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His T-shirts let you wear your feelings

Bob McKesson's life is usually pretty normal, but this summer it was full of surprises.

The first came when the local T-shirt entrepreneur received a phone call from the Tokyo Broadcasting System asking for an interview.

The second occurred recently when an Associated Press photo ran nationally of Democratic presidential candidate Bill Clinton holding up one of McKesson's T-shirts during his "Rust Belt" whistle-stop tour.

But the T-shirt maker seems to thrive on controversy, so he was ready for the attention his message received.

When the phone rang several months ago, McKesson thought he was hearing things. On the other end of the line was the voice of Yea Katsumura, a producer for the Tokyo Broadcasting System. Katsumura was asking about McKesson's Pearl Harbor II T-shirt company and its first controversial T-shirt, which sports a brightly colored graphic of a Japanese Zero airplane dropping Japan-made televisions, videocassette recorders, cars and other items from its bomb-bay doors over a map of the United States with the slogan "Buy American Before It's Too Late."

"I was really surprised," McKesson said. "They said they wanted to interview me for the show that's like The Today Show in Japan." And McKesson was ready to explain all about it.

Katsumura saw the T-shirt in Ohio when she attended the General Motors meeting announcing the closing of several American factories around the country in the next five years.

"Many of the auto workers were wearing the T-shirt," Katsumura said. "We wanted to know more about it because Pearl Harbor meant something different to us after the war (World War II) and we wanted to find out what Pearl Harbor II meant."

After contacting McKesson, Katsumura and correspondent Osamu Kamizono flew to Florida for the interview.

The interview, which aired on Japan's morning show News Call in July, featured McKesson talking about his shirts. Kamizono also talked to some Harley-Davidson fans who wear them and with Kenneth Nadeau of Georgetown, Mass. Nadeau founded a group called Put America to Work and owns a store that sells McKesson's shirt with other "Made in America products."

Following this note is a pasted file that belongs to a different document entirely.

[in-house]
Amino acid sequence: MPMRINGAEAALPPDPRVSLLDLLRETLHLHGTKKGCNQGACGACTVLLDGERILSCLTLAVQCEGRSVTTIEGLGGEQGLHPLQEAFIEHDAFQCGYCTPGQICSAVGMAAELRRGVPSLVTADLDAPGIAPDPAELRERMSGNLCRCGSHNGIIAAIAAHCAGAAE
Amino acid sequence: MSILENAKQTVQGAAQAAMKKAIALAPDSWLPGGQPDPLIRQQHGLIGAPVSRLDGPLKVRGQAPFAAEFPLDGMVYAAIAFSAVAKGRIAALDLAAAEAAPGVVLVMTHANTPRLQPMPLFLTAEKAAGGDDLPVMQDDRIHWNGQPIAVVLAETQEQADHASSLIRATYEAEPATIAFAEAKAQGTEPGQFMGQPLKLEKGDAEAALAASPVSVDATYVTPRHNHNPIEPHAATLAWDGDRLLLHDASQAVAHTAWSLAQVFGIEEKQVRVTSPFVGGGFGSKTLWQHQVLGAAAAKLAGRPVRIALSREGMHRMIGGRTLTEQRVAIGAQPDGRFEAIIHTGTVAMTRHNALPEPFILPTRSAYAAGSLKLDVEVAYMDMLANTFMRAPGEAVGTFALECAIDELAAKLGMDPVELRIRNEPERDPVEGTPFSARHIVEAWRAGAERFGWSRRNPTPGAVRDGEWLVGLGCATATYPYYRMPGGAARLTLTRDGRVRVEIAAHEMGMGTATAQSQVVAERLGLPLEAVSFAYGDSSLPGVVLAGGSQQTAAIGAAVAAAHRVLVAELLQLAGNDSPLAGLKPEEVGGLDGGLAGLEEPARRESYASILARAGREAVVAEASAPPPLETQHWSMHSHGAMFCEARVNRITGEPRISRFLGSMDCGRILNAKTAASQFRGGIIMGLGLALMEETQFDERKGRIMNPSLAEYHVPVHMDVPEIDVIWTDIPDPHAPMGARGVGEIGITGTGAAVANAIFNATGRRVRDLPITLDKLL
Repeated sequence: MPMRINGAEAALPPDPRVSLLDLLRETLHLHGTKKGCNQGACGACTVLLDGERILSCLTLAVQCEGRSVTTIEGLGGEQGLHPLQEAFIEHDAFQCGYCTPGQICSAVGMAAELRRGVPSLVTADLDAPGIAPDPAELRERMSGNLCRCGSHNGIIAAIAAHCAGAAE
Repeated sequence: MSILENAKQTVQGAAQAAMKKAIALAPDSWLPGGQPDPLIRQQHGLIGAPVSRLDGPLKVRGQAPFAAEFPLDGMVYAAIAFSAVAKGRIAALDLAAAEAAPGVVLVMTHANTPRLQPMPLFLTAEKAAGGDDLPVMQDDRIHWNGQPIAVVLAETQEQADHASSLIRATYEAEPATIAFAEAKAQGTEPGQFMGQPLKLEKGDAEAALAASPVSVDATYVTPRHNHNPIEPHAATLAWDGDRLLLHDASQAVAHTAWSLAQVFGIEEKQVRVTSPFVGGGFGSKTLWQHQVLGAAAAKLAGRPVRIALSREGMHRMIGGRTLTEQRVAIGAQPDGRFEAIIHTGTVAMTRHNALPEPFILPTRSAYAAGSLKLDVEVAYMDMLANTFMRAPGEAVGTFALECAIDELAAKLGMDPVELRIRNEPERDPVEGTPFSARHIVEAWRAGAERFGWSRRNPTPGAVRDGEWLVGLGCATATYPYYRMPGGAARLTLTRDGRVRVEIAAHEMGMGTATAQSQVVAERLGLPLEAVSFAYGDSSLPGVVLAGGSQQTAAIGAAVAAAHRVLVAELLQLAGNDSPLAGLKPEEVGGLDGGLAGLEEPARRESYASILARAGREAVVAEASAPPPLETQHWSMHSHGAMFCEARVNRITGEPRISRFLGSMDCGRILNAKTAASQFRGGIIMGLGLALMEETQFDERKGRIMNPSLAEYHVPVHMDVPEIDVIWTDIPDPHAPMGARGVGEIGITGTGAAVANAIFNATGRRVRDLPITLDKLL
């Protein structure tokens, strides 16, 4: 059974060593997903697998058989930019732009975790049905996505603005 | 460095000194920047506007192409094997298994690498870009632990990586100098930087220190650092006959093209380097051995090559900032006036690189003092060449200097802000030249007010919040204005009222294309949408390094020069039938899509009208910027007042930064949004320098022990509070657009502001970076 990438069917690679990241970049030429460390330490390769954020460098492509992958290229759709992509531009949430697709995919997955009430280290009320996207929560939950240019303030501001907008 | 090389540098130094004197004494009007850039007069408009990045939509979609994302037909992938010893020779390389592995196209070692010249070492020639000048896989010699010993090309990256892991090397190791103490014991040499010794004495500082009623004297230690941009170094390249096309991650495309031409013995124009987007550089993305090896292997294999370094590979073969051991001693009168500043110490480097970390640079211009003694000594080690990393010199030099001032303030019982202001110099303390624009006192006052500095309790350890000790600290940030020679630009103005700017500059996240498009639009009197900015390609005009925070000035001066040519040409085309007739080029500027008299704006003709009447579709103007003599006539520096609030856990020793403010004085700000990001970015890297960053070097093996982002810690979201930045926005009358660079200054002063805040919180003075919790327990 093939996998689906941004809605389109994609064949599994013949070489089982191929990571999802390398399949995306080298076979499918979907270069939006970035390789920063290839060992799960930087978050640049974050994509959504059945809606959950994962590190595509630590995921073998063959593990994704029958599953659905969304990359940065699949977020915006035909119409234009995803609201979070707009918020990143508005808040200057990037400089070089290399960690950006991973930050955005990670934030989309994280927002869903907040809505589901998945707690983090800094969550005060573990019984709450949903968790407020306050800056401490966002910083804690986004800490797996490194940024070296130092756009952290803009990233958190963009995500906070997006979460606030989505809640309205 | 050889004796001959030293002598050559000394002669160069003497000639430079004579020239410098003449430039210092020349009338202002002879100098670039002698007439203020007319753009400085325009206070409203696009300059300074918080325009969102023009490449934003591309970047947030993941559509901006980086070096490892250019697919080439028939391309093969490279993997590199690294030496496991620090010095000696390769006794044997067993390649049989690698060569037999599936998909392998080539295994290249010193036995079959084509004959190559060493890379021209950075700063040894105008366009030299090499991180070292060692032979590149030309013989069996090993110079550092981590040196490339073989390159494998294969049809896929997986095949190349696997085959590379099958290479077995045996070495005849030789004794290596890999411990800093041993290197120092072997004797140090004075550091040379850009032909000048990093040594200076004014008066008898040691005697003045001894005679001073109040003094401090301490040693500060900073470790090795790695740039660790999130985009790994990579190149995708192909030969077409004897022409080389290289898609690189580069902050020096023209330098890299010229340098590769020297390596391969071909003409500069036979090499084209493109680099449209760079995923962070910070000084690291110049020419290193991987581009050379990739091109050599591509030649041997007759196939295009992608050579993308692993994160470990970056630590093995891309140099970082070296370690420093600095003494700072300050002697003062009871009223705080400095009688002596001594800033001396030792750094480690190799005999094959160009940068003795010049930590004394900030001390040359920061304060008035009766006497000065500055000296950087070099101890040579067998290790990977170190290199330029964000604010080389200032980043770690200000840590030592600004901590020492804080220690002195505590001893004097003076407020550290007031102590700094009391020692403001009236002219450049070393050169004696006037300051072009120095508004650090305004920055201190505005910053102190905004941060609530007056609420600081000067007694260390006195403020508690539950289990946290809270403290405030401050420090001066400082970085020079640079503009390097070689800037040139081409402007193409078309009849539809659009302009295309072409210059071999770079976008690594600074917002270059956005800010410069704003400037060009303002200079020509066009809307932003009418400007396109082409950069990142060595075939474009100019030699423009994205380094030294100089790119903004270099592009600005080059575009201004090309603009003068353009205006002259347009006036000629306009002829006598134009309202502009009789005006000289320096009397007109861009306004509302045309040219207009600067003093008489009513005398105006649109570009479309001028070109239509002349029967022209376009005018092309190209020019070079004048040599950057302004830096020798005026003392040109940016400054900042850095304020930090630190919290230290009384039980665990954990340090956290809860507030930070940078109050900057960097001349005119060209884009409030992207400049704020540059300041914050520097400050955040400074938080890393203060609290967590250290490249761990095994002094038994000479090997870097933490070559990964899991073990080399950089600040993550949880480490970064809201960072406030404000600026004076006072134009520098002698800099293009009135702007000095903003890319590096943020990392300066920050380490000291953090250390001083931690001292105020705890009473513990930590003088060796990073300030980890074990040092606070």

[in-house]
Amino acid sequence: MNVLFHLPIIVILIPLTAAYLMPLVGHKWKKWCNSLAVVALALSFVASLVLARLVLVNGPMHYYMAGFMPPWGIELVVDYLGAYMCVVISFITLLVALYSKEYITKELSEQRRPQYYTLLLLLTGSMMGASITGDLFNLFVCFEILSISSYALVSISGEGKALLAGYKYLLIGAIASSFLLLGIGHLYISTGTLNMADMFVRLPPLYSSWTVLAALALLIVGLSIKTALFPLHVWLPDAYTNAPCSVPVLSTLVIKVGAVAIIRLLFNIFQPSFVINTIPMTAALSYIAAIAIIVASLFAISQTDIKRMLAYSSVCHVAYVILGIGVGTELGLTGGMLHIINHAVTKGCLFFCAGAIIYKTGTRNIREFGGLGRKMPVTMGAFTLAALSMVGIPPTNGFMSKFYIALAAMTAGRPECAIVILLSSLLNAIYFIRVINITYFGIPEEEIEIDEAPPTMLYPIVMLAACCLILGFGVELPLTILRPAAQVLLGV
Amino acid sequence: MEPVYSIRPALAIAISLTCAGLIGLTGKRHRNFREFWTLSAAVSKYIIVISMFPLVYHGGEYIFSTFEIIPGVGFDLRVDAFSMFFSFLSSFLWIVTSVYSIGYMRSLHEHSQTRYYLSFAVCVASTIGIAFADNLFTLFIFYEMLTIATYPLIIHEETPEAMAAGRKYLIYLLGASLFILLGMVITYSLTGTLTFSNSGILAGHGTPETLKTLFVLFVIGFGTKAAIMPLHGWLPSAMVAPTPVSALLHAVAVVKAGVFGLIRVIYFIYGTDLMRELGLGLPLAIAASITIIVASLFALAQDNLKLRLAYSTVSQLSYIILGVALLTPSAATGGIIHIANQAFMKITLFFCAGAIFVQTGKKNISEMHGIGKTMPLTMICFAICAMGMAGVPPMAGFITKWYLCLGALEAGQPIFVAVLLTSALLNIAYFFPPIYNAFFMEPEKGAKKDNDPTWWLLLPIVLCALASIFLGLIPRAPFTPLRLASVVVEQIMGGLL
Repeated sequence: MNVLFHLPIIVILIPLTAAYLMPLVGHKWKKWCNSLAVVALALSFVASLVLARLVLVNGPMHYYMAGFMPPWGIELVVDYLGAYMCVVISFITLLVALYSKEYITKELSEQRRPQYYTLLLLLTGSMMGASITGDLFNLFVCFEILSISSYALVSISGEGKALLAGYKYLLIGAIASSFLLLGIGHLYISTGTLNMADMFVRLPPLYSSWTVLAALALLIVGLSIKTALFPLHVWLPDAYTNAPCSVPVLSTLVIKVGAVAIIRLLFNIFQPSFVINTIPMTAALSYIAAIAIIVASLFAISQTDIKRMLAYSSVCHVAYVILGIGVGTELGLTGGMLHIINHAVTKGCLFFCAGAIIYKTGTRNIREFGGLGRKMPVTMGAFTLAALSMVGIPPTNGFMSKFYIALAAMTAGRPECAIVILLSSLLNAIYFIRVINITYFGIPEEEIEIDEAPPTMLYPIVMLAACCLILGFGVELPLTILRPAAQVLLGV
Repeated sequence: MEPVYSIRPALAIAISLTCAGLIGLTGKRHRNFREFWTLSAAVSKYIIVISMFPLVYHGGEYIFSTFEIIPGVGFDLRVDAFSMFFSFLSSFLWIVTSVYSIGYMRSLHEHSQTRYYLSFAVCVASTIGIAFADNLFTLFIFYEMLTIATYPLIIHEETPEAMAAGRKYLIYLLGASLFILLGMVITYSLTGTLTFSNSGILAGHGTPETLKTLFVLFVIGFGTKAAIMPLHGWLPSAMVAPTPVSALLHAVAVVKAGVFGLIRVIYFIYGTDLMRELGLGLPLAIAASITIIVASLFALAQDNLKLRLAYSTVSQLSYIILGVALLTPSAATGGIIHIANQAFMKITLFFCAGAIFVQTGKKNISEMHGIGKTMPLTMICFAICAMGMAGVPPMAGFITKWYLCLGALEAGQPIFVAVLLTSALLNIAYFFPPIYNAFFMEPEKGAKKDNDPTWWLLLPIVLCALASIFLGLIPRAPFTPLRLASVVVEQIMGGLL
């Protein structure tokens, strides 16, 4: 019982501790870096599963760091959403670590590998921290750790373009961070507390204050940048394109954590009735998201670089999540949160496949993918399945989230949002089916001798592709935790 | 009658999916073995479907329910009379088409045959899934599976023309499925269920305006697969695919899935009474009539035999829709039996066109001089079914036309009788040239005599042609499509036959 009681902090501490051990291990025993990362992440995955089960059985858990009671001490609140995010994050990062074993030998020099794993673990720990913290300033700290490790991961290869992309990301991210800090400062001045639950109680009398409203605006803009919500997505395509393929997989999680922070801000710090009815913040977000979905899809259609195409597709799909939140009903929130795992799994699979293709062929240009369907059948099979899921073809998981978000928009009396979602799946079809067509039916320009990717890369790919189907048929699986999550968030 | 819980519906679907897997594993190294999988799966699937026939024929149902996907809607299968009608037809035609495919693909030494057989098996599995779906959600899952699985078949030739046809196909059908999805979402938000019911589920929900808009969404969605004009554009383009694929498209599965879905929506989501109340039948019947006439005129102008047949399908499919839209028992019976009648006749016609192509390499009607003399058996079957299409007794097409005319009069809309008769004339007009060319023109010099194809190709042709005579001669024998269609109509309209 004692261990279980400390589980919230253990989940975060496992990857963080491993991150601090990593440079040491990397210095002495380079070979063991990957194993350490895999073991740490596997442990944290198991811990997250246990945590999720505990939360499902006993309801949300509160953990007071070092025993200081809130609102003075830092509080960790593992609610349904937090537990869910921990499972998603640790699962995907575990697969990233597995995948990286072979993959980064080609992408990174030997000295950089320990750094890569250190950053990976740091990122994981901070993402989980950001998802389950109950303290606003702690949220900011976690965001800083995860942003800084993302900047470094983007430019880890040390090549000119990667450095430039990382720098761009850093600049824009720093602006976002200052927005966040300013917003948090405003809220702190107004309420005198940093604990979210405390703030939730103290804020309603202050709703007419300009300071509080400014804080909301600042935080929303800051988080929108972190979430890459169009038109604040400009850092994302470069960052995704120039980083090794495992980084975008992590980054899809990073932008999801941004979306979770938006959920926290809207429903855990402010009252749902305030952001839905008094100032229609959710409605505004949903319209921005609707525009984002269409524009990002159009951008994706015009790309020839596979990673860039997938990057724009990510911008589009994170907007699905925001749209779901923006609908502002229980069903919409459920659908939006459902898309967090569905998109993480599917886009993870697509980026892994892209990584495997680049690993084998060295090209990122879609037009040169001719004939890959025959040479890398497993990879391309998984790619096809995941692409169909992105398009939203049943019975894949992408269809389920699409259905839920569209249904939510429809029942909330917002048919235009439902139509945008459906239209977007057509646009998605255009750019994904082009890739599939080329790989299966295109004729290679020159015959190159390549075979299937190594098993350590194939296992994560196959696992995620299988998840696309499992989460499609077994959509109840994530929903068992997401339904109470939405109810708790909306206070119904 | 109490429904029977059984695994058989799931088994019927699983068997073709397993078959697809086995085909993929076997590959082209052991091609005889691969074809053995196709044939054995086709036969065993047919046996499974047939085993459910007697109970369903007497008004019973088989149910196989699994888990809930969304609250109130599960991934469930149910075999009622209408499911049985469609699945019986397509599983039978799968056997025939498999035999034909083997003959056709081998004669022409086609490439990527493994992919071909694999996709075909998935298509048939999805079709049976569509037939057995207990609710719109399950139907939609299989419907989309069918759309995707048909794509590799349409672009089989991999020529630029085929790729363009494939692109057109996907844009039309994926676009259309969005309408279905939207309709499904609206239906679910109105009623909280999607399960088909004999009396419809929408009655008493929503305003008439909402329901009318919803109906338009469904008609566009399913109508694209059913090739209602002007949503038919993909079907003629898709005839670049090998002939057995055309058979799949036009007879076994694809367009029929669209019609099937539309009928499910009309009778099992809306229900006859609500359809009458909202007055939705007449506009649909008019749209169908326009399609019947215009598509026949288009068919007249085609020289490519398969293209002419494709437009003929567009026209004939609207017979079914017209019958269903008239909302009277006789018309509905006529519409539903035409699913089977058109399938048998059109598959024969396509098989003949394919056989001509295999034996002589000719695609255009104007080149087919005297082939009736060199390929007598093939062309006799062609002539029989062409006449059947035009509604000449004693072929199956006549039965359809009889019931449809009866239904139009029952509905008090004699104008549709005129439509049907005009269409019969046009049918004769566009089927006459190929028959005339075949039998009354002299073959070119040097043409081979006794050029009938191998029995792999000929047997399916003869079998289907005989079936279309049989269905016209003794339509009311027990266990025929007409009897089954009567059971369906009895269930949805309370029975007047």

McKesson, who also owns Billboard Sportswear, got the idea for the Pearl Harbor shirt from an ad that Texas financier T. Boone Pickens put in a newspaper with a headline reading, "America, You Lost the Economic War."

"When I saw this it got to me," McKesson said. "My thought was, are (the Japanese) trying to defeat us economically?"

So he got a graphic artist to do the drawing and started mail-ordering them. They have sold nationwide, primarily to union workers who feel the loss of jobs to Japanese manufacturing.

Katsumura said the Japanese do not wear T-shirts as often as Americans. The Tokyo Broadcasting System also was interested because the shirts aren't sold in stores. The shirts are sold only by mail order.

"We found Bob to be very nice and friendly," she said. "He explained he has nothing against us _ he's not a Japan-basher."

And McKesson wants to make that very clear.

"I just feel America has to wake up," he said. "I have nothing against the Japanese people; I just feel their businesses and government have unfair trade practices. They take the profits (from Japanese products) back to Japan where our products are almost non-existent.

"They put a 44.9 percent import duty on American cars, which means they mark them up 50 percent. They don't grant equal trade access," he said. McKesson, a native of Ohio, has many union friends who have been affected by trade practices.

But McKesson finds American sentiment toward Japan lucrative in his T-shirt business, particularly among workers hurt by Japanese trade. He has even capitalized on Pearl Harbor by using the date of the infamous attack in his 800 number: 621-1941.

The first Pearl Harbor II T-shirt's success spurred McKesson to do controversial shirt No.

2. "We've Been Bushwhacked by George!" is the message on the front, surrounded by shotgun shell casings and tallies of the budget deficit, the national debt and the trade deficit. On the back is a list of more than 33 items that have given the current administration headaches. Bill Clinton was holding the shirt in the AP photo.

"We've been marketing that shirt to the Democrats," McKesson said. "Boy, was it great to see Clinton holding it up in that picture."

The Tarrytown, N.Y., local of the United Auto Workers wore the T-shirt in the New York City Labor Day parade, he said.

The Pearl Harbor shirts are a sideline to his regular sportswear, but he enjoys the message shirts.

"I've just come out with a new one," McKesson said. "It says, "Made in the U.S.A.' and underneath it says, "The job you save may be your own.' "